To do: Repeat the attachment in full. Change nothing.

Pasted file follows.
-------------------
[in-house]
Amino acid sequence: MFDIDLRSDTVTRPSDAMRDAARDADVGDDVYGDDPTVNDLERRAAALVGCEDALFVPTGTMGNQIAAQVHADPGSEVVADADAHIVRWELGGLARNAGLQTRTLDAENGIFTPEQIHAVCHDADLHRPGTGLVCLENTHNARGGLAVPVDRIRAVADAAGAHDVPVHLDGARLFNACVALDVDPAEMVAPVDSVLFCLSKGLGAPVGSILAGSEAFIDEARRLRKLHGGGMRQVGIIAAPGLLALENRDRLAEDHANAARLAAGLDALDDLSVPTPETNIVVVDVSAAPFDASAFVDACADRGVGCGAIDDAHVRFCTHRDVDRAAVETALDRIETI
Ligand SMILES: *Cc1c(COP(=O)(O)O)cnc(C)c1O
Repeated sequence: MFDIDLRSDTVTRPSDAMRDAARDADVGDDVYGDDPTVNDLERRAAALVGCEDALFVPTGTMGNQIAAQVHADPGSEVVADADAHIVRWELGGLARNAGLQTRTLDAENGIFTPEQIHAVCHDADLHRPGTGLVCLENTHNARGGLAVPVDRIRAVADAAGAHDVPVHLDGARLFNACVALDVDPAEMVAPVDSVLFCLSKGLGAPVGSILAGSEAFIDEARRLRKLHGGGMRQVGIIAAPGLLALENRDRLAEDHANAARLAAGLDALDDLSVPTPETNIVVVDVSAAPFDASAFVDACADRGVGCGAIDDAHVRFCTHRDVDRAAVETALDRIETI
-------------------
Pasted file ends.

[in-house]
Amino acid sequence: MFDIDLRSDTVTRPSDAMRDAARDADVGDDVYGDDPTVNDLERRAAALVGCEDALFVPTGTMGNQIAAQVHADPGSEVVADADAHIVRWELGGLARNAGLQTRTLDAENGIFTPEQIHAVCHDADLHRPGTGLVCLENTHNARGGLAVPVDRIRAVADAAGAHDVPVHLDGARLFNACVALDVDPAEMVAPVDSVLFCLSKGLGAPVGSILAGSEAFIDEARRLRKLHGGGMRQVGIIAAPGLLALENRDRLAEDHANAARLAAGLDALDDLSVPTPETNIVVVDVSAAPFDASAFVDACADRGVGCGAIDDAHVRFCTHRDVDRAAVETALDRIETI
Ligand SMILES: *Cc1c(COP(=O)(O)O)cnc(C)c1O
Repeated sequence: MFDIDLRSDTVTRPSDAMRDAARDADVGDDVYGDDPTVNDLERRAAALVGCEDALFVPTGTMGNQIAAQVHADPGSEVVADADAHIVRWELGGLARNAGLQTRTLDAENGIFTPEQIHAVCHDADLHRPGTGLVCLENTHNARGGLAVPVDRIRAVADAAGAHDVPVHLDGARLFNACVALDVDPAEMVAPVDSVLFCLSKGLGAPVGSILAGSEAFIDEARRLRKLHGGGMRQVGIIAAPGLLALENRDRLAEDHANAARLAAGLDALDDLSVPTPETNIVVVDVSAAPFDASAFVDACADRGVGCGAIDDAHVRFCTHRDVDRAAVETALDRIETI